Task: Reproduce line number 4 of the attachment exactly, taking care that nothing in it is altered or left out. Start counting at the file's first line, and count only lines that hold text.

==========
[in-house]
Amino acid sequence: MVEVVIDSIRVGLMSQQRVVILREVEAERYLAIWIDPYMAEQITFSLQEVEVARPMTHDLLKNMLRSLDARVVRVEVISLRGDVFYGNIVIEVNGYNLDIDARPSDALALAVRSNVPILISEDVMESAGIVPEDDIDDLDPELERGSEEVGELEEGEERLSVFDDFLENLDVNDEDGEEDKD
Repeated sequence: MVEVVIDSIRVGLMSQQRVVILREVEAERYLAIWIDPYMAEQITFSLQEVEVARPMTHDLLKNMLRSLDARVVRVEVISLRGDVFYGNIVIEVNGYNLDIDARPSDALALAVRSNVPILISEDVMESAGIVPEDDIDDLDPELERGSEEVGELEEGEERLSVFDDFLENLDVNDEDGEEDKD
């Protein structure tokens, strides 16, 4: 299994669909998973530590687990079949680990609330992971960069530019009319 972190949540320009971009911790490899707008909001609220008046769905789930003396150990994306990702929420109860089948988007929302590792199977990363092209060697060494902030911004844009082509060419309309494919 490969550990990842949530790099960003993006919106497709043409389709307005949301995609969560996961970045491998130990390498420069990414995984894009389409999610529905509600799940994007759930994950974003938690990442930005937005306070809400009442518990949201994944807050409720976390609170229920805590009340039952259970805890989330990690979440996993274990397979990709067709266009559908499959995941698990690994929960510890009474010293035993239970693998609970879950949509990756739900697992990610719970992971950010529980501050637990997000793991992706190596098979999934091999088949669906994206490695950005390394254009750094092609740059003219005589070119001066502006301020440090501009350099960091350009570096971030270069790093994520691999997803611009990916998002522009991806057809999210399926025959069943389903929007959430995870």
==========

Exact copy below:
């Protein structure tokens, strides 16, 4: 299994669909998973530590687990079949680990609330992971960069530019009319 972190949540320009971009911790490899707008909001609220008046769905789930003396150990994306990702929420109860089948988007929302590792199977990363092209060697060494902030911004844009082509060419309309494919 490969550990990842949530790099960003993006919106497709043409389709307005949301995609969560996961970045491998130990390498420069990414995984894009389409999610529905509600799940994007759930994950974003938690990442930005937005306070809400009442518990949201994944807050409720976390609170229920805590009340039952259970805890989330990690979440996993274990397979990709067709266009559908499959995941698990690994929960510890009474010293035993239970693998609970879950949509990756739900697992990610719970992971950010529980501050637990997000793991992706190596098979999934091999088949669906994206490695950005390394254009750094092609740059003219005589070119001066502006301020440090501009350099960091350009570096971030270069790093994520691999997803611009990916998002522009991806057809999210399926025959069943389903929007959430995870």